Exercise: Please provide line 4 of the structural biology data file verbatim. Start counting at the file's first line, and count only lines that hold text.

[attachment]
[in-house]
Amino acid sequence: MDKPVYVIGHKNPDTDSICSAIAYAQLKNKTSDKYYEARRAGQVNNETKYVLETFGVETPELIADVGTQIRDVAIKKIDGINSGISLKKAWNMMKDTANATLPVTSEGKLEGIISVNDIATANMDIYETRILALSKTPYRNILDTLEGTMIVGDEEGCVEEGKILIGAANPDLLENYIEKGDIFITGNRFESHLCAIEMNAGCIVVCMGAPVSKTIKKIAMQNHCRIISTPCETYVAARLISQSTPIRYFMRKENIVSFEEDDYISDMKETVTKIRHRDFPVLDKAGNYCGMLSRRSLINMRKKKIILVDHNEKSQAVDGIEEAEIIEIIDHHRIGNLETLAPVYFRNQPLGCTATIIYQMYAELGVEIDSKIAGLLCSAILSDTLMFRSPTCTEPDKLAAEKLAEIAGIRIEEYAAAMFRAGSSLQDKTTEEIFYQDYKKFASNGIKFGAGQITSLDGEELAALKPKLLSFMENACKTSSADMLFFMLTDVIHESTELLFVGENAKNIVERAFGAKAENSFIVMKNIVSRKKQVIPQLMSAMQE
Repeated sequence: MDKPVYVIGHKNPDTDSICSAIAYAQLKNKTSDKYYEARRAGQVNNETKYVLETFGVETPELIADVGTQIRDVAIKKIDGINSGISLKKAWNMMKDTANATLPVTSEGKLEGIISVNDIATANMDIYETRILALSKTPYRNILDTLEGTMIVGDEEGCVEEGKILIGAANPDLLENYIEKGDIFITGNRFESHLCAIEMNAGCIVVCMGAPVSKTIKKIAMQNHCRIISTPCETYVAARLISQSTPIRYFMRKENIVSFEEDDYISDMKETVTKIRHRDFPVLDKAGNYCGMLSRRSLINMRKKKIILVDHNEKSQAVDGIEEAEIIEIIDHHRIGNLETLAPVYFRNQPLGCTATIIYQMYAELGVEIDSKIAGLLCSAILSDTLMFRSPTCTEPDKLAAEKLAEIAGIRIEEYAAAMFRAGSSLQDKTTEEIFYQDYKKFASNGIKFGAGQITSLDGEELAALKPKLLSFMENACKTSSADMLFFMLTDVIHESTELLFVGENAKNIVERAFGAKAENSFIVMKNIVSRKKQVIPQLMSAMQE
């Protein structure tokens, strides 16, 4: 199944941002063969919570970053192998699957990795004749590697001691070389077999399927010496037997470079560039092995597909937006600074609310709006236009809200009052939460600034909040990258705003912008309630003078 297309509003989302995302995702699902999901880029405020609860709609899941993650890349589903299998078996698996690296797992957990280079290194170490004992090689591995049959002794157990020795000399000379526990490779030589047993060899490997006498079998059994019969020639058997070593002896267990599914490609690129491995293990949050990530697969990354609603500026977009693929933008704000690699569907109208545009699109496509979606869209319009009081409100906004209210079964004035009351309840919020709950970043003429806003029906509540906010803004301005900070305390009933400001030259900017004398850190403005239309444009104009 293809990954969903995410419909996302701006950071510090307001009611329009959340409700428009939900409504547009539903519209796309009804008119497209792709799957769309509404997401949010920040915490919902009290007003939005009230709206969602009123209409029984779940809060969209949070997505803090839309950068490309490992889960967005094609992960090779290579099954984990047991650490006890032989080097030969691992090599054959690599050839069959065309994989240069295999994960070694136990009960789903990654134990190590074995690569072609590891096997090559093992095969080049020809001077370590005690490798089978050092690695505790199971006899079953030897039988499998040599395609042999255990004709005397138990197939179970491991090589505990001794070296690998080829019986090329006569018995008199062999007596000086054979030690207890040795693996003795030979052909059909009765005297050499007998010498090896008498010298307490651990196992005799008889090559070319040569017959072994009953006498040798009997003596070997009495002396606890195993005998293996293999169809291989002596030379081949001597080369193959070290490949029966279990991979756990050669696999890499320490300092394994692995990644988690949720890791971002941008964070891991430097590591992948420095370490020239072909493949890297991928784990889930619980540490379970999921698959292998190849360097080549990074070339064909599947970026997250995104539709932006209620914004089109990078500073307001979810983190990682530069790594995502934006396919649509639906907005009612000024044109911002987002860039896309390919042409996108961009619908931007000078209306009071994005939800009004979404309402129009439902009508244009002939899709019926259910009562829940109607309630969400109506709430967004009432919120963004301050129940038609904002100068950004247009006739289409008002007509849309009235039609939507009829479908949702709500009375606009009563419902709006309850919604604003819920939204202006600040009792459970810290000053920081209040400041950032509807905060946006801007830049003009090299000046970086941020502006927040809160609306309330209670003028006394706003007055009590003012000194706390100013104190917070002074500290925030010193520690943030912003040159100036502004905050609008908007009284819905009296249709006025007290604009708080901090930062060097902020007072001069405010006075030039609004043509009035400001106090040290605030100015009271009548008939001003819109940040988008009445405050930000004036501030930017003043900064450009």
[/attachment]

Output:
């Protein structure tokens, strides 16, 4: 199944941002063969919570970053192998699957990795004749590697001691070389077999399927010496037997470079560039092995597909937006600074609310709006236009809200009052939460600034909040990258705003912008309630003078 297309509003989302995302995702699902999901880029405020609860709609899941993650890349589903299998078996698996690296797992957990280079290194170490004992090689591995049959002794157990020795000399000379526990490779030589047993060899490997006498079998059994019969020639058997070593002896267990599914490609690129491995293990949050990530697969990354609603500026977009693929933008704000690699569907109208545009699109496509979606869209319009009081409100906004209210079964004035009351309840919020709950970043003429806003029906509540906010803004301005900070305390009933400001030259900017004398850190403005239309444009104009 293809990954969903995410419909996302701006950071510090307001009611329009959340409700428009939900409504547009539903519209796309009804008119497209792709799957769309509404997401949010920040915490919902009290007003939005009230709206969602009123209409029984779940809060969209949070997505803090839309950068490309490992889960967005094609992960090779290579099954984990047991650490006890032989080097030969691992090599054959690599050839069959065309994989240069295999994960070694136990009960789903990654134990190590074995690569072609590891096997090559093992095969080049020809001077370590005690490798089978050092690695505790199971006899079953030897039988499998040599395609042999255990004709005397138990197939179970491991090589505990001794070296690998080829019986090329006569018995008199062999007596000086054979030690207890040795693996003795030979052909059909009765005297050499007998010498090896008498010298307490651990196992005799008889090559070319040569017959072994009953006498040798009997003596070997009495002396606890195993005998293996293999169809291989002596030379081949001597080369193959070290490949029966279990991979756990050669696999890499320490300092394994692995990644988690949720890791971002941008964070891991430097590591992948420095370490020239072909493949890297991928784990889930619980540490379970999921698959292998190849360097080549990074070339064909599947970026997250995104539709932006209620914004089109990078500073307001979810983190990682530069790594995502934006396919649509639906907005009612000024044109911002987002860039896309390919042409996108961009619908931007000078209306009071994005939800009004979404309402129009439902009508244009002939899709019926259910009562829940109607309630969400109506709430967004009432919120963004301050129940038609904002100068950004247009006739289409008002007509849309009235039609939507009829479908949702709500009375606009009563419902709006309850919604604003819920939204202006600040009792459970810290000053920081209040400041950032509807905060946006801007830049003009090299000046970086941020502006927040809160609306309330209670003028006394706003007055009590003012000194706390100013104190917070002074500290925030010193520690943030912003040159100036502004905050609008908007009284819905009296249709006025007290604009708080901090930062060097902020007072001069405010006075030039609004043509009035400001106090040290605030100015009271009548008939001003819109940040988008009445405050930000004036501030930017003043900064450009």